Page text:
I’ve been reading the book The Body by Bill Bryson and I thought it worth sharing some of what he wrote pertaining to viruses at this sensitive time.
He tells us about an incident that started in Akureyri in Iceland in 1948 when people came down with an illness which was initially diagnosed as polio. The predominant symptoms were tiredness and exhaustion. The epidemic lasted for more than three months and the total number of reported cases was 488.
During the next 12 months nothing happened until further outbreaks occurred in Kentucky, Alaska, Massachusetts and in Dalston in the far north of England. Not much interest was directed towards the outbreaks until 1970 when 221 fell sick in a US air force base in Texas.
As had been the case previously the outbreak did not fit into any logical pattern and the tests for bacterial or viral agents came back negative. After two months the outbreak ended as mysteriously as it had started with again no logical explanations.
There are many cases of infectious diseases randomly appearing like the Nile virus that suddenly surfaced in New York in 1999. Over the next four years the virus spread across all states in the US.
Way back in time between 1485 and 1551 a sweating sickness killed thousands in Britain before it abruptly stopped and was never seen there again. A similar virus popped up in France 200 years later and then it too mysteriously disappeared.
Lyme disease was only recorded for the first time in the 1970s, by doctors in the US. Since then the disease has become a concern in certain parts of the world and reported cases are on the rise in the Highlands of Scotland.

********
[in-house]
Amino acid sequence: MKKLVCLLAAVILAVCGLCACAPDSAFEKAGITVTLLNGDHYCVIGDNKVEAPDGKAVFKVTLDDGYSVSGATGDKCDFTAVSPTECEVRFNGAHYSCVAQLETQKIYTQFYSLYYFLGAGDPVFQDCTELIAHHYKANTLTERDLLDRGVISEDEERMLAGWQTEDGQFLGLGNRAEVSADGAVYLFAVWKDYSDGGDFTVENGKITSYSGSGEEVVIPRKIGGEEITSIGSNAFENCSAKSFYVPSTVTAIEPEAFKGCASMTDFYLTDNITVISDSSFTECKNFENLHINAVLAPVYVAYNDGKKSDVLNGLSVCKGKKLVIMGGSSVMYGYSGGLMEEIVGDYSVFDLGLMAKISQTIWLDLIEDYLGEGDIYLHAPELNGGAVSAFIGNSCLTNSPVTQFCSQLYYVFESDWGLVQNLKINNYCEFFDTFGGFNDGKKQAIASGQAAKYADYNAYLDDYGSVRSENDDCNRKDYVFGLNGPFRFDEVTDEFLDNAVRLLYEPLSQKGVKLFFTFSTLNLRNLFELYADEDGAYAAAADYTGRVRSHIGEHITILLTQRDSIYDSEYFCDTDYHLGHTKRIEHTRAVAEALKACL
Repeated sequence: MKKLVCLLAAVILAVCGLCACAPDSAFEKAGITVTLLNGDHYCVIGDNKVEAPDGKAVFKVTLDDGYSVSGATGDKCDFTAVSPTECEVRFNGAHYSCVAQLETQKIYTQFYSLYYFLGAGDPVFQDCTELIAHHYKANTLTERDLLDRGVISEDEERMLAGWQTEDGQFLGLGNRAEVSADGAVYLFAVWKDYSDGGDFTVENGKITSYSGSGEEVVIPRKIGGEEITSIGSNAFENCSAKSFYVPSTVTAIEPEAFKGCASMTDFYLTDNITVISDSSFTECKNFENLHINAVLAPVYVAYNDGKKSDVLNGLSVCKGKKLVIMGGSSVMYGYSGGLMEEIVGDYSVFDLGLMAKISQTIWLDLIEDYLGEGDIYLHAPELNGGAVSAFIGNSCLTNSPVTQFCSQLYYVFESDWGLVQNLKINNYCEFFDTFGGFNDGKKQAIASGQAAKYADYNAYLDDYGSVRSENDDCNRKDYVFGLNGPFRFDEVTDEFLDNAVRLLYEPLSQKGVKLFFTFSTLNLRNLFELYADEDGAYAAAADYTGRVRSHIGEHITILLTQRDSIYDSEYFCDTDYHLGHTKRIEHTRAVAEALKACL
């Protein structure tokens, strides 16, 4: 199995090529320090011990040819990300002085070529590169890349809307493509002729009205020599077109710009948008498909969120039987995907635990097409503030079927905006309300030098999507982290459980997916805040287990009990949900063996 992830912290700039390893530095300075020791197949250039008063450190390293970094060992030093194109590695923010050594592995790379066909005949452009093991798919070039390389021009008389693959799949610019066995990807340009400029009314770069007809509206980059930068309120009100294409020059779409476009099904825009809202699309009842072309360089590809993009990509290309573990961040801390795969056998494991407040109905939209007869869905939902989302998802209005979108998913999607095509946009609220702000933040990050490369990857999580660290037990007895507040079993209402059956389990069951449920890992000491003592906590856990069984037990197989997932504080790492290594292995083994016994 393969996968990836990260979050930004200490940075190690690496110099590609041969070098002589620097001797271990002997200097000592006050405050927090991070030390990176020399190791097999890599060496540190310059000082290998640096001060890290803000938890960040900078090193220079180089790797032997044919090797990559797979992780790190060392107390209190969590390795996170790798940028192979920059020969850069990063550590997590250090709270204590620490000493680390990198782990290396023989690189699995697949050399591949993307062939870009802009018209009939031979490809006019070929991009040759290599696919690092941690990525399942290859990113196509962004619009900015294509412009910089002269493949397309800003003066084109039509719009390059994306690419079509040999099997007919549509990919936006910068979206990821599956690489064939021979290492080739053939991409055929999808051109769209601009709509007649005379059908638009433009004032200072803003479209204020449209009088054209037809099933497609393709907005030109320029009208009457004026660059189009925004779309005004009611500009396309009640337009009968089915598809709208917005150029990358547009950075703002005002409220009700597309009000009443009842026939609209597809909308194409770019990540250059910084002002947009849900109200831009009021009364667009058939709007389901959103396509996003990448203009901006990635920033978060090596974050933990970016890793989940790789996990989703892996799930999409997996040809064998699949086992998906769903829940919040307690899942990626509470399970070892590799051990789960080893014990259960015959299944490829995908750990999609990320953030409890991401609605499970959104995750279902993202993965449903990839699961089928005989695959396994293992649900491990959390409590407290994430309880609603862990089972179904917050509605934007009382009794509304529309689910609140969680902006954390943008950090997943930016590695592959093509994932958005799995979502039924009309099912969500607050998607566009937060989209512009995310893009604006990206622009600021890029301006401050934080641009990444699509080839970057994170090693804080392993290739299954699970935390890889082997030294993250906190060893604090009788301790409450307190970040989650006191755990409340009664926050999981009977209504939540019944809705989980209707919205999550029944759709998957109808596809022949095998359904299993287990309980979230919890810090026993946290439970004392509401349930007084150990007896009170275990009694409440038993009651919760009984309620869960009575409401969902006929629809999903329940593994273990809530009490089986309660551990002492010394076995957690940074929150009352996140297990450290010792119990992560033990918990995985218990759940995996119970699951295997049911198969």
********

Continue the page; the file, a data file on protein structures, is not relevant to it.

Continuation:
About 200 people a year in Scotland are recorded with the disease but the true number is thought to be much higher. The disease is a bacterial infection spread by a bite from an infected tick. It can affect primarily the nervous system, so it can start causing paralysis. It can affect the joints and when it gets to this stage antibiotics certainly can get rid of the bacteria but in a percentage of people, they’re left with some quite debilitating symptoms for quite some considerable time.
In 2014, south of Kansas City a healthy middle-aged man was bitten by a tick and shortly thereafter he developed a fever. He was admitted to hospital where unfortunately his condition worsened and 11 days after being bitten, he died of multiple organ failure.
What became known as Bourbon virus was a new class of virus related to thogotoviruses which is normally endemic in parts of Africa, Asia and Eastern Europe. It was not until a year later that a man 250 miles away from Kansas City came down with the virus and since then only five cases have been reported.
Ed Yong recently wrote in the Atlantic magazine that our mouths are currently teeming with giant viruses that, until very recently, no one knew existed.
Unlike Ebola or the new coronavirus that’s currently making headlines, these viruses don’t cause disease in humans. They’re part of a group known as phages, which infect and kill bacteria. But while many phages are well studied, these newly discovered giants are largely mysterious. Why are they 10 times bigger than other phages? How do they reproduce? And what are they up to inside our bodies?
We still have a lot to learn.
Gordon is the former president and chief executive of BMMI. He can be reached at firstname.lastname@example.org